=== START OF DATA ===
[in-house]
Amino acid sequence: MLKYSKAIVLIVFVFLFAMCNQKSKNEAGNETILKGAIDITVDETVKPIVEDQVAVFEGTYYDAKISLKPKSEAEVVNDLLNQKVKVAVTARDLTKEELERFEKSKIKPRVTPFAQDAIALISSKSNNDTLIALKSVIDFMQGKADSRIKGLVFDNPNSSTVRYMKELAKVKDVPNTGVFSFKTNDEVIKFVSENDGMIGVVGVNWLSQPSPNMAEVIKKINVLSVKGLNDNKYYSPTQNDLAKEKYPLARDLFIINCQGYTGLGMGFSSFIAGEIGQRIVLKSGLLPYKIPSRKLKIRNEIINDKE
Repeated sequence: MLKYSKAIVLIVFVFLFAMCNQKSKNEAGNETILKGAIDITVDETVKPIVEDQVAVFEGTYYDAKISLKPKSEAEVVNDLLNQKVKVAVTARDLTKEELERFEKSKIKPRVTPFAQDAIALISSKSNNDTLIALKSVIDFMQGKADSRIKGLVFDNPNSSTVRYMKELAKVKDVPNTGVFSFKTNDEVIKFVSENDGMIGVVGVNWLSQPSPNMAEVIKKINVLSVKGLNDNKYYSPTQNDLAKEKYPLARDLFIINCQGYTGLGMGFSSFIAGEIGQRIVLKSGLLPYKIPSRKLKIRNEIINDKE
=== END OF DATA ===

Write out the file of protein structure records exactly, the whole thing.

[in-house]
Amino acid sequence: MLKYSKAIVLIVFVFLFAMCNQKSKNEAGNETILKGAIDITVDETVKPIVEDQVAVFEGTYYDAKISLKPKSEAEVVNDLLNQKVKVAVTARDLTKEELERFEKSKIKPRVTPFAQDAIALISSKSNNDTLIALKSVIDFMQGKADSRIKGLVFDNPNSSTVRYMKELAKVKDVPNTGVFSFKTNDEVIKFVSENDGMIGVVGVNWLSQPSPNMAEVIKKINVLSVKGLNDNKYYSPTQNDLAKEKYPLARDLFIINCQGYTGLGMGFSSFIAGEIGQRIVLKSGLLPYKIPSRKLKIRNEIINDKE
Repeated sequence: MLKYSKAIVLIVFVFLFAMCNQKSKNEAGNETILKGAIDITVDETVKPIVEDQVAVFEGTYYDAKISLKPKSEAEVVNDLLNQKVKVAVTARDLTKEELERFEKSKIKPRVTPFAQDAIALISSKSNNDTLIALKSVIDFMQGKADSRIKGLVFDNPNSSTVRYMKELAKVKDVPNTGVFSFKTNDEVIKFVSENDGMIGVVGVNWLSQPSPNMAEVIKKINVLSVKGLNDNKYYSPTQNDLAKEKYPLARDLFIINCQGYTGLGMGFSSFIAGEIGQRIVLKSGLLPYKIPSRKLKIRNEIINDKE